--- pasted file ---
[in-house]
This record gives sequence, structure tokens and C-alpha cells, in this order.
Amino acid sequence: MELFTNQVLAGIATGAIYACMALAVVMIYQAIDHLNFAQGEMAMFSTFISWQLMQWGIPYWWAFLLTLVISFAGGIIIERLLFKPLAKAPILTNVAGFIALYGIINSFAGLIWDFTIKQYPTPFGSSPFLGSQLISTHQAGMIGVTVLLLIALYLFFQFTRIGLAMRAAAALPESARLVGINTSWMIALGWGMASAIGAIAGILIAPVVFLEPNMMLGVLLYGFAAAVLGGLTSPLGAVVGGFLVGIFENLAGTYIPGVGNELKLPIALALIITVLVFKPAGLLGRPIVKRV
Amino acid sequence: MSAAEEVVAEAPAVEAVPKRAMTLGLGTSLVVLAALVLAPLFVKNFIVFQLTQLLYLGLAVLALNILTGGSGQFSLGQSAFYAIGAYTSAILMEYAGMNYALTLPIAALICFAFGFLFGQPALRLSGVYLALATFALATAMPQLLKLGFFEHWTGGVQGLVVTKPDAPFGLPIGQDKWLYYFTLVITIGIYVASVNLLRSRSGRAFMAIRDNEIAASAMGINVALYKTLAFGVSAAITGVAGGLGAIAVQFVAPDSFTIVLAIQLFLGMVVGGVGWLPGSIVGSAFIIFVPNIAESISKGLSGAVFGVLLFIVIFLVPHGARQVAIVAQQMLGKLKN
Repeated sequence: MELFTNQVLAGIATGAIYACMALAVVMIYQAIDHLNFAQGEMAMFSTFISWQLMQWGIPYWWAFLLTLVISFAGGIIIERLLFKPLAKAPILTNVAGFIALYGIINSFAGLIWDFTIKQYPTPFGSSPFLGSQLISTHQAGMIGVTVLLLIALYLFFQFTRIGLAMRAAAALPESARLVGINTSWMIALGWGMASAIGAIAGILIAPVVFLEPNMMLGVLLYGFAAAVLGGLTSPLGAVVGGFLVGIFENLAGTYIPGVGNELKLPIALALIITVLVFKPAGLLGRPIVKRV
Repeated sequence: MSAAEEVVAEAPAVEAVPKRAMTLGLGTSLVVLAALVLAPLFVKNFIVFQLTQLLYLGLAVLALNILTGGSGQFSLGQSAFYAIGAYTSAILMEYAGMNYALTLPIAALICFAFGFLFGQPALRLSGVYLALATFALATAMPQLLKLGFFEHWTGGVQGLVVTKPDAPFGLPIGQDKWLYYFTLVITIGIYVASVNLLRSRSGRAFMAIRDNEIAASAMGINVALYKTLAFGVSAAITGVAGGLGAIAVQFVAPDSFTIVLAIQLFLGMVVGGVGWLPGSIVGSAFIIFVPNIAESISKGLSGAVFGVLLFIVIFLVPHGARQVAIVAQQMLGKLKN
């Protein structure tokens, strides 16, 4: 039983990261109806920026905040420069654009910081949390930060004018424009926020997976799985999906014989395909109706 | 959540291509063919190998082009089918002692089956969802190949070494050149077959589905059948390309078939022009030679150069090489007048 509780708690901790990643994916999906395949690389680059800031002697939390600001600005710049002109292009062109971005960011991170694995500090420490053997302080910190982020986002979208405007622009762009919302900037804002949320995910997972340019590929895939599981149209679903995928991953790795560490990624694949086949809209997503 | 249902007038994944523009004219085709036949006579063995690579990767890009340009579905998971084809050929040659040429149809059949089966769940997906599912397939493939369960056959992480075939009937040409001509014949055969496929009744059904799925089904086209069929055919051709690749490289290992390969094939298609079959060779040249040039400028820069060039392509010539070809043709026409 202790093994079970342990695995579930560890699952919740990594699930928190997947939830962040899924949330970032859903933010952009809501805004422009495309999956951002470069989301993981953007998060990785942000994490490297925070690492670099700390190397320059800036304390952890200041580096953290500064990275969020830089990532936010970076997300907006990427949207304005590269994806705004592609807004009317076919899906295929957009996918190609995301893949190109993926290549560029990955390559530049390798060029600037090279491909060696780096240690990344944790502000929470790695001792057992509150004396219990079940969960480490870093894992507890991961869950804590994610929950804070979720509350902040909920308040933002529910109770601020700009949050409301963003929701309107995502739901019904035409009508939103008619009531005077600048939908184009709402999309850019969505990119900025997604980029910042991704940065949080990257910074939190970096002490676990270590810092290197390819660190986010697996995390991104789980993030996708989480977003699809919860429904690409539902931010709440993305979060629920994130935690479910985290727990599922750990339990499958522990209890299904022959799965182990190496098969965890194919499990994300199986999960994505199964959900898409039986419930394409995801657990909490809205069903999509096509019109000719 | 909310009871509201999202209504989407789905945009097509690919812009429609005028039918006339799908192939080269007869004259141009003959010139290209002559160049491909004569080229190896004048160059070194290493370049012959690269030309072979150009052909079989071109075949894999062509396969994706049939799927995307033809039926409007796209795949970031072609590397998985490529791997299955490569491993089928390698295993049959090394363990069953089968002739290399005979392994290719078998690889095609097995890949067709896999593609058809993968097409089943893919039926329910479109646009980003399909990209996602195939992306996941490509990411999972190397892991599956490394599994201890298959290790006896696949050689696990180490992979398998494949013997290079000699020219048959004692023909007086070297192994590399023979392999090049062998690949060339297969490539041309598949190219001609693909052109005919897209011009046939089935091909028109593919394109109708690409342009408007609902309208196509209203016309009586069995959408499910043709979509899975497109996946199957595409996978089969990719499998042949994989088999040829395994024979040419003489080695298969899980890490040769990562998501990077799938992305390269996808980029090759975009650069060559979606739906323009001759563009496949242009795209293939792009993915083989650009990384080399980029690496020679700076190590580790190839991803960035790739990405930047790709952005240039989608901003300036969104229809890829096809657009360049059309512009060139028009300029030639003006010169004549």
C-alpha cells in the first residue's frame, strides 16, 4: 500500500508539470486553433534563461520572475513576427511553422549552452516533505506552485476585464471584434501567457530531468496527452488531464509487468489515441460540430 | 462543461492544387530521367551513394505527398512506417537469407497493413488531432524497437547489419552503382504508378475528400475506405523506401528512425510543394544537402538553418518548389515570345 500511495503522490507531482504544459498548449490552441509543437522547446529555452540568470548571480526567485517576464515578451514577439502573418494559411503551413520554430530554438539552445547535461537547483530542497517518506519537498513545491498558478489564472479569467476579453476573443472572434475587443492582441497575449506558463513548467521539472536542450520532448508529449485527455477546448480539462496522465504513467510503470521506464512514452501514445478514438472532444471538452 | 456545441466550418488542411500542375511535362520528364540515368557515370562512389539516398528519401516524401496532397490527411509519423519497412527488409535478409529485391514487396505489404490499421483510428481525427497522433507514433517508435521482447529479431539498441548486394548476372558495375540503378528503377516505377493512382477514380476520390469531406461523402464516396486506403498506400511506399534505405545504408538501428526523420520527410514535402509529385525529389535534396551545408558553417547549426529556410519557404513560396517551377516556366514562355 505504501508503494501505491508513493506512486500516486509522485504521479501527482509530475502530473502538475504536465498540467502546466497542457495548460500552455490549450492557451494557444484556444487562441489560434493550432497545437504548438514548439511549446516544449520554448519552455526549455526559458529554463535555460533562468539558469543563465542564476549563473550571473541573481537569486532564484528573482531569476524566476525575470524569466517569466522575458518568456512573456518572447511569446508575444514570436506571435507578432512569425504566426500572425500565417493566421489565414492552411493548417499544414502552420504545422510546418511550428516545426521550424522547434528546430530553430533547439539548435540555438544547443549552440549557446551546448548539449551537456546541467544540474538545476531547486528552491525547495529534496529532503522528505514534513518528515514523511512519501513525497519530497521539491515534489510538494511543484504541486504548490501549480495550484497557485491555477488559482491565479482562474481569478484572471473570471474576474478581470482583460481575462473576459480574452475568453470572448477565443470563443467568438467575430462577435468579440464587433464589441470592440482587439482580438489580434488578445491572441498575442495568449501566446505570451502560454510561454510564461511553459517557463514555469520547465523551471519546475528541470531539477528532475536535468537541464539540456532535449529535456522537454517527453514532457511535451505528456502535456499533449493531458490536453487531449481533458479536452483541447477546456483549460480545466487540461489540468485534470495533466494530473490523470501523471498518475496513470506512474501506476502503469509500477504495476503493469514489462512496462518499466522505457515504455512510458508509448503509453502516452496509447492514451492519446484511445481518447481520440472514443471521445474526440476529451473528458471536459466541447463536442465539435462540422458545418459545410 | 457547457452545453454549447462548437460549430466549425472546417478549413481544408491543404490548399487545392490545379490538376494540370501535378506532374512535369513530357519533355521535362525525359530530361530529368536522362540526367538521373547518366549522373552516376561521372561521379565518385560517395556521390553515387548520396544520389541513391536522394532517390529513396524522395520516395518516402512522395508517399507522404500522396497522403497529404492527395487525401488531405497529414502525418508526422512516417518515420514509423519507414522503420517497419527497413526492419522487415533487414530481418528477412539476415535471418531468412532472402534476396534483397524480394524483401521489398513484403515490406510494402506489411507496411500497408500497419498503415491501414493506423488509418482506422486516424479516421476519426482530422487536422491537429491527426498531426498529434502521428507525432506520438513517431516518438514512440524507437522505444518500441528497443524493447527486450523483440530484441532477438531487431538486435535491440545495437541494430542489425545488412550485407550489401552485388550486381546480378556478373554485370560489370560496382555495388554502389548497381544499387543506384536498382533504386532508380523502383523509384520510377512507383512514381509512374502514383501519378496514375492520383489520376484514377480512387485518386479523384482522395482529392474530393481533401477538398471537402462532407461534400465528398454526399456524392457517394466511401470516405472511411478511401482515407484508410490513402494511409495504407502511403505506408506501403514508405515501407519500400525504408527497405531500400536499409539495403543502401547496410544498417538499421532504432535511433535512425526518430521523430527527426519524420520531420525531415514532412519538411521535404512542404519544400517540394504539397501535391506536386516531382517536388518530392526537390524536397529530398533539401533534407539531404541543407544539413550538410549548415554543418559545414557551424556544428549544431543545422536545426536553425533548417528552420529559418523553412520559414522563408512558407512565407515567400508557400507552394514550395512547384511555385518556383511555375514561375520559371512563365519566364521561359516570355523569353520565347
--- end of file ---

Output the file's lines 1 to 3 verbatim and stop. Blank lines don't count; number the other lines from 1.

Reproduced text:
[in-house]
This record gives sequence, structure tokens and C-alpha cells, in this order.
Amino acid sequence: MELFTNQVLAGIATGAIYACMALAVVMIYQAIDHLNFAQGEMAMFSTFISWQLMQWGIPYWWAFLLTLVISFAGGIIIERLLFKPLAKAPILTNVAGFIALYGIINSFAGLIWDFTIKQYPTPFGSSPFLGSQLISTHQAGMIGVTVLLLIALYLFFQFTRIGLAMRAAAALPESARLVGINTSWMIALGWGMASAIGAIAGILIAPVVFLEPNMMLGVLLYGFAAAVLGGLTSPLGAVVGGFLVGIFENLAGTYIPGVGNELKLPIALALIITVLVFKPAGLLGRPIVKRV